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Opened Ground: Poems 1966-1996 Paperback – 2 Jan 2002


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Opened Ground: Poems 1966-1996 + Human Chain + Death of a Naturalist
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Product details

  • Paperback: 496 pages
  • Publisher: Faber & Faber; Main edition (2 Jan. 2002)
  • Language: English
  • ISBN-10: 0571194931
  • ISBN-13: 978-0571194933
  • Product Dimensions: 12.8 x 3.6 x 19.8 cm
  • Average Customer Review: 4.7 out of 5 stars  See all reviews (21 customer reviews)
  • Amazon Bestsellers Rank: 137,060 in Books (See Top 100 in Books)

More About the Author

Seamus Heaney was born in County Derry in Northern Ireland in 1939. Death of a Naturalist, his first collection of poems, appeared in 1966 and since then he has published poetry, criticism and translations - including Beowulf (1999) - which established him as one of the leading poets of his generation. In 1995 he was awarded the Nobel Prize in Literature. District and Circle (2006), his eleventh collection, was awarded the T. S. Eliot Prize. Stepping Stones, a book of interviews conducted by Dennis O'Driscoll, appeared in 2008. In 2009 he received the David Cohen Prize for Literature. His twelfth collection of poetry, Human Chain, was published in 2010.

Seamus Heaney died in Dublin on August 30th, 2013

Product Description

Amazon Review

In "Digging", the first poem in Opened Ground, Heaney likens his pen to both spade and gun. With these metaphors in place, he makes clear his difficult poetic task: to delve into the past, both personal and historic, while remaining ever mindful of the potentially fatal power of language. Born and raised in Northern Ireland, where any hint of Gaelic tradition in one's speech was considered a political act, Heaney is all too aware of the dire consequences of speaking one's mind. Indeed, during times of crisis, he has been expected to appear on television and dispense political wisdom. Most often, however, he stays out of the fray and opts for a supreme sense of empathy to guide his words.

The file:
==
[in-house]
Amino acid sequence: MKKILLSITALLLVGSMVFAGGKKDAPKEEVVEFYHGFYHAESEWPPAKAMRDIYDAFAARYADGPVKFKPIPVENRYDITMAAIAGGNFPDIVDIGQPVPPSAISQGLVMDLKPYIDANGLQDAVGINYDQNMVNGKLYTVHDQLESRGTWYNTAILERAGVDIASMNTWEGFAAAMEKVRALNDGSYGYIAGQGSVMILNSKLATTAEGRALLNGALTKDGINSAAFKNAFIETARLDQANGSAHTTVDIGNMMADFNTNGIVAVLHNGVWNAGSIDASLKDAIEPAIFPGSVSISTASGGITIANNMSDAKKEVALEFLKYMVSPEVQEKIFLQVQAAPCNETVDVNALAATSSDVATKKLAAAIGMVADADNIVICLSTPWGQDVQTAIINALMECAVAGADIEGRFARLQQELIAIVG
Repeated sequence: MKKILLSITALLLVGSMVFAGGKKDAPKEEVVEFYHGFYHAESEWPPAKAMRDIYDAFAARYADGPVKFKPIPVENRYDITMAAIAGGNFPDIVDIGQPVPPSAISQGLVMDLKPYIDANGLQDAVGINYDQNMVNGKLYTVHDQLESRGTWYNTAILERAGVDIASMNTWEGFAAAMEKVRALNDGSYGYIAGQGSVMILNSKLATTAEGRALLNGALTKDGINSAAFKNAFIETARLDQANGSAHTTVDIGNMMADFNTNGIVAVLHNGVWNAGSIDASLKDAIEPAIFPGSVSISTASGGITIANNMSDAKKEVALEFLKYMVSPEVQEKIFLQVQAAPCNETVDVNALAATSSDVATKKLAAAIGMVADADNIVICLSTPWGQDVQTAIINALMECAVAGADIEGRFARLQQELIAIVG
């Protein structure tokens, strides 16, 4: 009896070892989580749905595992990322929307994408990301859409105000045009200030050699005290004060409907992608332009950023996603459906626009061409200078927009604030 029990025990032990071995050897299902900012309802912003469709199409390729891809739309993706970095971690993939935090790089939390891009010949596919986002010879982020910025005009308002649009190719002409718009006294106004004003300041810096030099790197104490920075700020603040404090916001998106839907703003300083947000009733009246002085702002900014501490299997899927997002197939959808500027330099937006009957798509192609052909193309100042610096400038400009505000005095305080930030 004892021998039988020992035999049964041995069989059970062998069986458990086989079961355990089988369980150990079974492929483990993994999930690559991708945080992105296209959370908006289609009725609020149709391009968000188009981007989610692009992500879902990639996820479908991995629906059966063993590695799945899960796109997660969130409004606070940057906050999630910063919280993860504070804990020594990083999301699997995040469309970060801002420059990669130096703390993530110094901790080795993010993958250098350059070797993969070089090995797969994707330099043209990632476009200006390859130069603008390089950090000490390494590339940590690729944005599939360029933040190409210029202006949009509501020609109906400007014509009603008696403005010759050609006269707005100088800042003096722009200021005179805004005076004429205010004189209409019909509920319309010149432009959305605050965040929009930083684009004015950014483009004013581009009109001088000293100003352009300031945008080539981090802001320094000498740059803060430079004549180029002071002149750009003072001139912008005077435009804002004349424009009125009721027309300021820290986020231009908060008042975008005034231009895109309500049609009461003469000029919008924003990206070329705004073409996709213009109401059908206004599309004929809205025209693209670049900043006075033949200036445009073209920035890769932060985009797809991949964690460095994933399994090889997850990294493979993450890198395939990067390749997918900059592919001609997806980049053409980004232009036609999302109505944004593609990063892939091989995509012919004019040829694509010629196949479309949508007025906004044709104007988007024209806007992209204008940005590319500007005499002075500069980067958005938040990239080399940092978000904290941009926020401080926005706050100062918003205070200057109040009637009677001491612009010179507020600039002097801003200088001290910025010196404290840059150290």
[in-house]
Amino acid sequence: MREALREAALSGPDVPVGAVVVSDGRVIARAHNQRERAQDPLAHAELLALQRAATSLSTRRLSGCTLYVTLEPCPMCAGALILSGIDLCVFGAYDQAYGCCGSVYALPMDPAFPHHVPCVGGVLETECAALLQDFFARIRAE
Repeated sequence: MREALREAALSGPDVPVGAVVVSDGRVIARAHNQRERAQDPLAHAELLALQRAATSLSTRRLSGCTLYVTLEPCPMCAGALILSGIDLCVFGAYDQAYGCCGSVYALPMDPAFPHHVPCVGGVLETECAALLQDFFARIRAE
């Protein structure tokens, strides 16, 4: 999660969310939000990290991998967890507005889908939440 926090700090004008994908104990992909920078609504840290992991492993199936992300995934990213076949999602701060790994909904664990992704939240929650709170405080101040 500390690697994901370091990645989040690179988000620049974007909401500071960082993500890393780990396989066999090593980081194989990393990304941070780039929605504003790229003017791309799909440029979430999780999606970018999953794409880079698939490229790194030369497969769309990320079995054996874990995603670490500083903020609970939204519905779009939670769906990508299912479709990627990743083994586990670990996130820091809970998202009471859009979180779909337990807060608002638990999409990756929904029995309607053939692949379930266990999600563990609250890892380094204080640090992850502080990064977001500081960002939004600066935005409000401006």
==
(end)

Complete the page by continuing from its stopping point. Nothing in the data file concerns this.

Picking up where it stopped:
As excavator--of earth, of his beloved Gaelic, of his own life--Heaney is unmatched. In "Bone Dreams", the archaeologist's task is synonymous with reaching for a cultural past:

I push back
through dictions,
Elizabethan canopies,
Norman devices,

the erotic mayflowers
of Provence
and the ivied Latins
of churchmen

to the scop's
twang, the iron
flash of consonants
cleaving the line.
And in early poems like "Blackberry Picking", Heaney's images--deftly, delightfully--carry us back to childhood fields:
At first, just one, a glossy purple clot
Among others, red, green, hard as a knot.
You ate that first one and its flesh was sweet
Like thickened wine: summer's blood was in it
Leaving stains upon the tongue and lust for
Picking. Then red ones inked up and that hunger
Sent us out with milk cans, pea tins, jam pots
Where briars scratched and wet grass bleached our boots.
Round hayfields, cornfields and potato drills
We trekked and picked until the cans were full...
Opened Ground is a pleasure and a triumph. These three decades of work confirm Heaney as one of the most important poets of his time. --Martha Silano --This text refers to an out of print or unavailable edition of this title.

Book Description

Opened Ground: Poems 1966-1996 by Seamus Heaney comes as close to being a 'Collected Poems' as its author - the Nobel Prize-winning Irish poet - cares to make it.

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Customer Reviews

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Most Helpful Customer Reviews

2 of 2 people found the following review helpful By The Book Witch on 22 Nov. 2013
Format: Kindle Edition Verified Purchase
I love Seamus Heaney's poetry and I have a few scattered collections - Stations, Death of a Naturalist - but I've recently treated myself to this because it covers most of Seamus' collections, from the first in 1966 right up to The Spirit Level in 1996. This gives a wonderful overview of the development of his work and it also includes his Nobel lecture 'Crediting Poetry'.

Seamus chose the poems to be included himself, weeding out ones he was no longer happy with and some of the poems were re-written, though the alterations are so minor it's difficult to find any differences.

All my favourites are there - The Forge, Digging, The Barn, Churning Day, and his prose poem The Stations of the West, which describes how he was sent to the Gaeltacht to learn Gaelic and hoped, perhaps, to learn something of the Celtic mysteries. These visions are denied the child, but there are other kinds of revelation. It ends:

'Neither did any gift of tongues descend in my days in that upper room when all around me seemed to prophesy. But still I would recall the stations of the west, white sand, hard rock, light ascending like its definition over Ranna-fast and Errigal, Annaghry and Kincasslagh; names portable as altar stones, unleavened elements.'